I’d tell you not to bother with Beneath the Leaves, except I watched it through to the end. It comes close to being good, but doesn’t make it.
Mira Sorvino as Det. Erica Shotwell is what attracted me to this mystery thriller. Plus, her father Paul Sorvino plays her boss in the film. With two such fine actors in a film, it is bound to be good, right?
The story has the proper elements to be a thriller, but they aren’t put together in a coherent way. There are symbolic elements like fingernails, birds, and apple trees that don’t quite work as they should. The plot jolts around among events that don’t connect quickly enough or deliver the right emotional punch.
There are abused foster children. Two sets of them intersect over the course of the story. I’ll leave one set spoiler free for the big reveal at the end.
The other set of foster children were 4 boys who considered themselves brothers. As adults they were Det. Brian Larson (Kristoffer Polaha), who was Erica Shotwell’s partner, Josh (Ser’Darius Blain), Matt (Christopher Backus), and George (Christopher Masterson). As children, they were kidnapped and tortured in a cave.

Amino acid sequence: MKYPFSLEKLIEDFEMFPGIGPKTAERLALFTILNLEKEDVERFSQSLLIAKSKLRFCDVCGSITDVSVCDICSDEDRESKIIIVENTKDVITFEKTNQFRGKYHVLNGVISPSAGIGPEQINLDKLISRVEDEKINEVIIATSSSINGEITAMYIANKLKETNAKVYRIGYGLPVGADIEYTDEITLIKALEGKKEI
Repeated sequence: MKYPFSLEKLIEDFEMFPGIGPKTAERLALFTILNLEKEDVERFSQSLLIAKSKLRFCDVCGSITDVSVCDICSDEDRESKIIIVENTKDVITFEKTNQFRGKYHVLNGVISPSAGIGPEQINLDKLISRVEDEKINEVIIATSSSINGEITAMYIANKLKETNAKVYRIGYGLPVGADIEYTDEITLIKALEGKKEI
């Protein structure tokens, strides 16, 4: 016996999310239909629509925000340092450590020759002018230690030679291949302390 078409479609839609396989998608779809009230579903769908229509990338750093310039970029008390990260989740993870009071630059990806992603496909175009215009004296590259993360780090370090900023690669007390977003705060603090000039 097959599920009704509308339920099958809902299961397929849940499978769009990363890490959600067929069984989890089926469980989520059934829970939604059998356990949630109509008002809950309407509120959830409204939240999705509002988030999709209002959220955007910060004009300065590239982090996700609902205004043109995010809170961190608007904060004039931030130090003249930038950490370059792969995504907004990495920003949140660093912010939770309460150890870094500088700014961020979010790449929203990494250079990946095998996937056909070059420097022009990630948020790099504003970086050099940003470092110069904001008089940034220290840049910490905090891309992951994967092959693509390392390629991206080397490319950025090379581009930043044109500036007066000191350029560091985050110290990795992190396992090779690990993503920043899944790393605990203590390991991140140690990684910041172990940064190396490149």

Because of a fire at a prison, the bad guy who had tortured the 4 foster brothers, James Whitley (Doug Jones), was on the loose. He still wanted to kill all four of them so they could be in heaven with their real parents. The cops were after Whitley.
There were quite a number of mentally ill people in this story. Which might help explain why the motivations and actions of some of the characters seemed a bit random and disconnected. There was no understanding the characters in this one. Possibly that indicates that the point of Beneath the Leaves is that being a foster child scars you so badly you suffer forever. I’m not guaranteeing that as the correct interpretation of this film.
Other important characters (not necessarily mentally ill) included Det. Abrams (Aaron Farb) and motel owner Rose (Melora Walters).
With so many excellent things available on Netflix and other streamers, there’s really no reason to put this at the top of your watchlist. But if you’re inclined to support Mira Sorvino, as I am, then give it a chance.
Watch the trailer
Did you watch Beneath the Leaves? What did you think of it?